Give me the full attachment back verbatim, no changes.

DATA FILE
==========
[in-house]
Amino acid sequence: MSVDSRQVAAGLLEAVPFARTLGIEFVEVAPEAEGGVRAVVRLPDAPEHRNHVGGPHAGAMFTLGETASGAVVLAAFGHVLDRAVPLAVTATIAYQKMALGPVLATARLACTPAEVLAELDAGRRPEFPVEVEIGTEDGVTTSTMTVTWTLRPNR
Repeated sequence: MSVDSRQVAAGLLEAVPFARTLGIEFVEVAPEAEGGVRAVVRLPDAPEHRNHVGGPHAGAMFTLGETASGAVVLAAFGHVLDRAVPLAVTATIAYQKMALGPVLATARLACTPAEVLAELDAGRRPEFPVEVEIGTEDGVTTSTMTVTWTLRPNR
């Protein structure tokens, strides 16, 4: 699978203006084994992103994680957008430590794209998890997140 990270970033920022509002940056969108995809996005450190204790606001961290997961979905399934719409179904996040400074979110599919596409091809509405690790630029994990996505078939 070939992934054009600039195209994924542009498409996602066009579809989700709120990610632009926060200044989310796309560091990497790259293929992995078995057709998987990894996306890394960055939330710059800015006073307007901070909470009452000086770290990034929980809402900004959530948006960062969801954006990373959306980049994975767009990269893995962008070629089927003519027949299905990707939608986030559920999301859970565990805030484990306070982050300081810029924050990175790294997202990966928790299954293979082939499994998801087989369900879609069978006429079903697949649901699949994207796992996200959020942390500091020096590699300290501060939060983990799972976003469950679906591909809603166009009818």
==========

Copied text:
[in-house]
Amino acid sequence: MSVDSRQVAAGLLEAVPFARTLGIEFVEVAPEAEGGVRAVVRLPDAPEHRNHVGGPHAGAMFTLGETASGAVVLAAFGHVLDRAVPLAVTATIAYQKMALGPVLATARLACTPAEVLAELDAGRRPEFPVEVEIGTEDGVTTSTMTVTWTLRPNR
Repeated sequence: MSVDSRQVAAGLLEAVPFARTLGIEFVEVAPEAEGGVRAVVRLPDAPEHRNHVGGPHAGAMFTLGETASGAVVLAAFGHVLDRAVPLAVTATIAYQKMALGPVLATARLACTPAEVLAELDAGRRPEFPVEVEIGTEDGVTTSTMTVTWTLRPNR
């Protein structure tokens, strides 16, 4: 699978203006084994992103994680957008430590794209998890997140 990270970033920022509002940056969108995809996005450190204790606001961290997961979905399934719409179904996040400074979110599919596409091809509405690790630029994990996505078939 070939992934054009600039195209994924542009498409996602066009579809989700709120990610632009926060200044989310796309560091990497790259293929992995078995057709998987990894996306890394960055939330710059800015006073307007901070909470009452000086770290990034929980809402900004959530948006960062969801954006990373959306980049994975767009990269893995962008070629089927003519027949299905990707939608986030559920999301859970565990805030484990306070982050300081810029924050990175790294997202990966928790299954293979082939499994998801087989369900879609069978006429079903697949649901699949994207796992996200959020942390500091020096590699300290501060939060983990799972976003469950679906591909809603166009009818």